Enhancing the Trans-Saharan Road corridor to boost trade and economic development
UNCTAD and the Islamic Development Bank launch a roadmap for supporting economic development and regional integration through Africa’s Trans-Saharan corridor.
Trade and transport corridors, the major routes that facilitate the movement of people and goods between regions and countries, have existed for millennia.
The Trans-Saharan Road (TSR) corridor, one of the oldest in Africa, comprises a 4,500-kilometre main road that links Algeria, Niger and Nigeria with an additional 4,600 kilometres of highways connecting Chad, Mali, Niger and Tunisia. More than 80% of the corridor is paved or asphalted.
UNCTAD and the Islamic Development Bank (IsDB) launched on 25 October a report providing recommendations that countries along the corridor can implement with the Trans-Saharan Road Liaison Committee and the support of development partners to transform the TSR from a road transport corridor to an economic one.
The study entitled “Towards an economic corridor: Commercializing and managing the Trans-Saharan Road Corridor” is an outcome of a project aimed at promoting trade through a regional transport corridor management mechanism.
“An economic corridor will enable TSR nations to move towards greater continental integration,” said Shamika N. Sirimanne, UNCTAD’s director of technology and logistics. “This joint study considers ways of achieving this through greater connectivity, transit and trade.”
Corridors for sustainable development
Economic corridors enable regions and countries to offer high-capacity transport systems and services that reduce transport time, as well as trade and transport costs, by improving connectivity, efficiency and creating economies of scale.
According to the report, upgrading the road and transport corridor to an economic one can lead to significant trade and development gains by attracting investment and generating economic activity, benefiting surrounding regions.
This is achieved through infrastructure investment, expanding logistics activities, and various measures aimed at fostering economic, social and sustainable development.
And for landlocked countries, corridors are vital economic lifelines, providing the only overland routes to ports that connect to regional and international markets.
“At the Islamic Development Bank, we believe that the Trans-Saharan Road corridor can unlock the untapped potential not only in the six en-route countries but also in the whole African continent,” said Riad Ragueb Ahmed, director of cooperation and capacity development at IsDB.
“Through this joint study, we provide concrete recommendations to take the road to the next level of being a vibrant economic corridor,” he added.
The TSR is expected to be a major axis for the development of commercial and economic activities between Northern and West Africa, helping reduce transport time and costs, boosting intra-African trade and improving regional and global connectivity.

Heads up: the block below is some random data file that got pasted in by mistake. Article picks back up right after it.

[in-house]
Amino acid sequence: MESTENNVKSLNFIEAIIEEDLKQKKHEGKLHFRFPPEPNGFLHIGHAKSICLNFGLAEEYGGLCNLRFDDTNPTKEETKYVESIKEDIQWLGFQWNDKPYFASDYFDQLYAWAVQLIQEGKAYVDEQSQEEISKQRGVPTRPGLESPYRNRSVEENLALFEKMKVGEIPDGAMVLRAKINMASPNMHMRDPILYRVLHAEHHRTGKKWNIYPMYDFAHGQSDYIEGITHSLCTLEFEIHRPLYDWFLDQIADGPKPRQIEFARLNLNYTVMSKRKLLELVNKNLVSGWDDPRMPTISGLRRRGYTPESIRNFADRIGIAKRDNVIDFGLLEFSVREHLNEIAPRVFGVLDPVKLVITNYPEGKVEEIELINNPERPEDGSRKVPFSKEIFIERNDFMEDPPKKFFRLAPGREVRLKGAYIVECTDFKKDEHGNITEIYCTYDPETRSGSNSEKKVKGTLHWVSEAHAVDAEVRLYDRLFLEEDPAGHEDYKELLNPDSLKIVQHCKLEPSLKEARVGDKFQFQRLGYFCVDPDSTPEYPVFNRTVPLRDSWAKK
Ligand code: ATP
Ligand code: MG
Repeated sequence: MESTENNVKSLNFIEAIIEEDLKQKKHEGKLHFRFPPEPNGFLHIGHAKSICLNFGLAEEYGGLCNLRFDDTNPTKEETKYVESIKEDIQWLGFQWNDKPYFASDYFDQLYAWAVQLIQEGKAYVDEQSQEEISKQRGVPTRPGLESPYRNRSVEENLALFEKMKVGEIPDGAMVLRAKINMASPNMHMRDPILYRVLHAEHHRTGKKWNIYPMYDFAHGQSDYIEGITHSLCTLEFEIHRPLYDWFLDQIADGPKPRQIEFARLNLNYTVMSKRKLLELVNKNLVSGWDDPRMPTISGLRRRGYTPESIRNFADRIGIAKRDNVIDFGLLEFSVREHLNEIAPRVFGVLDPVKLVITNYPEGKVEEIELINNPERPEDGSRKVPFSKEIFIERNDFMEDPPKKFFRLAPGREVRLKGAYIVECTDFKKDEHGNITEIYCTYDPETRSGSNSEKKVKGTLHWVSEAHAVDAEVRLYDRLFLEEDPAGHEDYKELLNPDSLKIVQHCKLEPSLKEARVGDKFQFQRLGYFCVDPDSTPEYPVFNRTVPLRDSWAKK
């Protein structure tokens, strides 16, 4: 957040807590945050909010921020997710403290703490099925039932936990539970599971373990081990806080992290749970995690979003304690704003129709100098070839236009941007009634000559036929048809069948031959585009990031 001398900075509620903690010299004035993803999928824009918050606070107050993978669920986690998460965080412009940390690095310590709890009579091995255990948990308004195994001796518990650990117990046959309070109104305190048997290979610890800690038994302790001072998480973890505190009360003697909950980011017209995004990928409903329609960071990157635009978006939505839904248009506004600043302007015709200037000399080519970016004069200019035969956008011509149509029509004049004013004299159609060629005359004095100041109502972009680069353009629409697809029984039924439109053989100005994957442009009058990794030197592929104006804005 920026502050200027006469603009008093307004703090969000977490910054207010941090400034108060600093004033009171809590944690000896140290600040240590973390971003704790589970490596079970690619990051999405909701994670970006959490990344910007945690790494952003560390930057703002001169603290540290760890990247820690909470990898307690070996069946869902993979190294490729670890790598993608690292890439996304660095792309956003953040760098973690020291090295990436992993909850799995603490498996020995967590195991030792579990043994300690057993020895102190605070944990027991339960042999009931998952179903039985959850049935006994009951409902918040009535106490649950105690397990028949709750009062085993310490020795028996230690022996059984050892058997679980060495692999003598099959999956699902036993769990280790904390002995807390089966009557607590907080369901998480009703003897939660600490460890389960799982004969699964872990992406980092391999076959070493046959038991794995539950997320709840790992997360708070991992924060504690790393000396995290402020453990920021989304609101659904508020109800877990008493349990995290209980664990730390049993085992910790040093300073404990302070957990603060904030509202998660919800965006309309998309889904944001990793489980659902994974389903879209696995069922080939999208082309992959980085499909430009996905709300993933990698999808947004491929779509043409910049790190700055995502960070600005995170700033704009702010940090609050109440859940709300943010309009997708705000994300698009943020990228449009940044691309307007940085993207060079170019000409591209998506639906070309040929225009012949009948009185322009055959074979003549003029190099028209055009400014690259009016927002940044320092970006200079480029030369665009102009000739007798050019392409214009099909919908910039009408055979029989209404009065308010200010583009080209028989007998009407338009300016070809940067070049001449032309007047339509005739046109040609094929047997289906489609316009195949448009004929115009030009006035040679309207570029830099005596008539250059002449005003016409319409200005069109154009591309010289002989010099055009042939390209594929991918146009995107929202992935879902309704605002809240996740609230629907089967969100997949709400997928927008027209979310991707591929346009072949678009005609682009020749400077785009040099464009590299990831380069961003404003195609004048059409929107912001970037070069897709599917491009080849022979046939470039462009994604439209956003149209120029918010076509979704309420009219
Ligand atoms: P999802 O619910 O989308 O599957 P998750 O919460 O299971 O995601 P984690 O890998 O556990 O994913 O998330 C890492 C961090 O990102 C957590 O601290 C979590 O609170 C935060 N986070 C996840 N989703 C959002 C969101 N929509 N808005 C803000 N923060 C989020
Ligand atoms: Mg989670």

“We are grateful for the collaboration with UNCTAD and the Islamic Development Bank, which allowed for this study to be carried out,” said Mohammed Ayadi, Secretary General of the Trans-Saharan Road Liaison Committee, which has collaborated on the study.
“We welcome the launch of this report to help promote the commercialization of the TSR corridor, in a bid to accelerate trade integration and economic development in the region,” he added.
The report evaluates TSR corridor performance, outlining hard and soft infrastructure constraints and challenges. It also makes recommendations for overcoming them.
Hard infrastructure (such as missing links and border crossings) and soft measures (such as regulations, ICTs, harmonization, and the exchange of information) are needed to move the TSR from a transport corridor to an economic one.
Despite investment in roads by countries along the TSR corridor, some major issues remain unresolved.
Challenges include incomplete links along the road infrastructure of the TSR corridor, road safety concerns, and uneven road conditions between countries.
Others are lack of road maintenance policies and funding disparities, lack of transport and trade facilitation measures, and non-compliance with relevant international conventions.
Traffic is low and uneven on roads along the corridor. For example, in 2019, traffic on the main north-south axis was highest in the sections in Algeria and Nigeria, with the share of heavy traffic (trucks) at 15% in Algeria and 35% in Nigeria.
The report offers a vision for the establishment of a cooperation framework to help the TSR evolve towards an economic corridor.
It also suggests the most suitable regional management mechanism and structure that would support effective operation, management as well as commercialization of the corridor.